New Bedford Killifish

by Tracy Hampton

Beneath the waters of the New Bedford Harbor lies one of the most highly PCB contaminated sites in the nation. PCBs, or polychlorinated biphenyls, were dumped there as a byproduct of manufacturing plants that operated from the 1940s to the1970s. The harbor has been declared a Superfund site because PCB levels are over four times higher than what the Environmental Protection Agency says is biologically safe. Surprisingly enough, a species of fish is thriving there despite long-term exposure to high levels of these toxic chemicals.

Mark Hahn of the Woods Hole Oceanographic Institution enjoys showing off his collection of killifish. His lab is like a small aquarium -in each tank, there's a different group of fish on display.

Mark Hahn: "This is Fundulus heteroclitis, which is the Atlantic killifish, sometimes called the mummichog. And when the males are mature, they have this beautiful yellow color that you might see in some of these guys, whereas the females are more of a dull, but pretty, white."

Hahn gets his killifish from nearby estuaries and marshes, and he brings them back to his lab where he breeds them and studies their genetic makeup. One of his research interests is how these little fish - as well as other vertebrates " are affected by pollution.

Mark Hahn: "It's a very interesting ecological question. What happens when animals are exposed for generations to very high levels of contaminants. One thing that could happen is that the population could be eliminated, but another thing that could happen is that the population is able to adapt through genetic changes to the high levels of pollution.

And that's just what Hahn has found at the New Bedford Harbor. There're plenty of killifish living there, and they seem to be eating and reproducing without any trouble. But upon closer examination, he noticed there was something abnormal about a particular genetic pathway in these fish that acts in response to chemicals like PCBs. Say a fish takes PCBs into its body. Normally, the PCBs are metabolized and broken down, and the resulting chemicals are even more toxic to the fish than the original PCBs themselves. The fish in the New Bedford Harbor have somehow managed to shut down this pathway, and they're able to survive because the toxic breakdown products aren't formed. Other species of fish in the New Bedford Harbor weren't as adaptive as the killifish. Diane Nacci of the EPA:

Diane Nacci: "The whole story about the genetic adaptation, well does that mean it's really ok, well, no, it doesn't mean it's really ok. Because one species happened to have sufficient genetic variation that it was able to evolve. There probably were many fish species that were unable to evolve, were unable to live there as the PCBs moved in, and are unable to live there now. It is one of the most highly PCB contaminated sites in the nation."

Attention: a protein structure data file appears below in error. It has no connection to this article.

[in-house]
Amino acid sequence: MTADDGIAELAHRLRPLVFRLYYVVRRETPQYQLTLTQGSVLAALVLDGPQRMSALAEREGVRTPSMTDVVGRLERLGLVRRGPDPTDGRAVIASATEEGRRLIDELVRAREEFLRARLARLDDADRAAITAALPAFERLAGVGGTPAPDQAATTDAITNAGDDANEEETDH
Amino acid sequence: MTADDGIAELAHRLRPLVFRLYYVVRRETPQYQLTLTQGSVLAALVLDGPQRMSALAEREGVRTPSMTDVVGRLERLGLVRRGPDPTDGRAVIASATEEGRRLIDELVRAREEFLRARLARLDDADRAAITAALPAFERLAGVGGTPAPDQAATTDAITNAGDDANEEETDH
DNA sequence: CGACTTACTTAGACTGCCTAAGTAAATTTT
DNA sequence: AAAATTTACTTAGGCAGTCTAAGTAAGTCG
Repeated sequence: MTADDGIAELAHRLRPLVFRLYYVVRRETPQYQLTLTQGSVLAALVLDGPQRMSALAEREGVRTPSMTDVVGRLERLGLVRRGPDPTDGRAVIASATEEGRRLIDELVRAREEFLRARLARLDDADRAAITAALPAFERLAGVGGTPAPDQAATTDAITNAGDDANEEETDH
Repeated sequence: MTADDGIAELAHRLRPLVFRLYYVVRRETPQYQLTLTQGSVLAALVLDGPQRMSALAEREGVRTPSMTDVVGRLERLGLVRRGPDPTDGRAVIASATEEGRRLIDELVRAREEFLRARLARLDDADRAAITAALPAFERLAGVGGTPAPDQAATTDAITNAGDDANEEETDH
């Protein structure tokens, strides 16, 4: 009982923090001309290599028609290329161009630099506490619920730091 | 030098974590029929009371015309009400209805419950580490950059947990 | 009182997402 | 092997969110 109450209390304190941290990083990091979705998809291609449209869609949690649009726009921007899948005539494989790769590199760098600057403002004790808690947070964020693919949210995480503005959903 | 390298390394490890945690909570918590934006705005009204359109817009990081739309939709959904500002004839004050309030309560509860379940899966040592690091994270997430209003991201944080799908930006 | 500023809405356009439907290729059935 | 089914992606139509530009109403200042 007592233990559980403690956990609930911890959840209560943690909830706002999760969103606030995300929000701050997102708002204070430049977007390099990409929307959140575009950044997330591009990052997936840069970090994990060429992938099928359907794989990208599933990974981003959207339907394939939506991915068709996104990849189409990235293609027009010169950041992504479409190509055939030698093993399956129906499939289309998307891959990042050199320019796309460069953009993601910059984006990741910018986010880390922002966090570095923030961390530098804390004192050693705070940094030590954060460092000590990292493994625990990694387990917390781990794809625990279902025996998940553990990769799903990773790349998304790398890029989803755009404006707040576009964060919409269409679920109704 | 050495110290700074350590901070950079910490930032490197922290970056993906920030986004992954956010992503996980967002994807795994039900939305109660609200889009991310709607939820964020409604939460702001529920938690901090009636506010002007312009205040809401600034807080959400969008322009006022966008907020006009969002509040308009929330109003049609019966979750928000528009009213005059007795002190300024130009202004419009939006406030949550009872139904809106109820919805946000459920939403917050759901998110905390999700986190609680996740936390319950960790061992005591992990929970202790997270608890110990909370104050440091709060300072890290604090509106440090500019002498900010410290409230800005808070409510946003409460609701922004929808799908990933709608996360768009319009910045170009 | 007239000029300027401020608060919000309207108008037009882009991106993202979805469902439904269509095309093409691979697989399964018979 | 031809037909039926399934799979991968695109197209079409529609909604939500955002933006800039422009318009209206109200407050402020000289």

And just because killifish have been able to adapt, that doesn't mean they're perfectly healthy. Sarah Cohen is a population geneticist at Harvard University, and she says these fish may now be even more susceptible to the toxic effects of other chemicals.

SarahCohen: "There's a cost for that kind of alteration. And it can be a severe cost. For example, we see that if there's other kinds of dangerous compounds in the environment, if the organism has shut down the pathway, then it can't metabolize other harmful things. So there's a tradeoff to adapting to these extreme situations. You can't have it all."

Another cost is the effect these fish are having on other animals. The PCBs build up in the fish's bodily tissue and are passed along up the food chain. So far, scientists don't know the full implications of that. Cohen and Hahn are also interested in seeing how their fish studies can apply to other areas of research and medicine.

Mark Hahn: "There's a field called pharmicogenetics, which looks at variability among humans in their sensitivity to chemicals and drugs. There are genetic differences in humans that determine this sensitivity. So we're using these fish to give us two populations that are very different in sensitivity that might serve as examples of the two ends of the spectrum in humans in their sensitivity to a chemical."

Cohen also says studying fish is much simpler than trying to study humans.

Sarah Cohen: "Because humans do so many different things -their behavior is so much more complex. For example, smoking might be something that might interact with immunogenetics or compounds and these fish don't smoke - we happen to know. So that allows us to partition out what kinds of effects are happening."

The researchers are also curious about what will happen to these fish when the New Bedford Harbor is finally cleaned up - something the EPA plans to do in the near future. The question is, will they be so well - adapted to an extreme environment that they'll no longer be able to live in a healthy one.


Tracy Hampton is a reporter for WCAI-WNAN.

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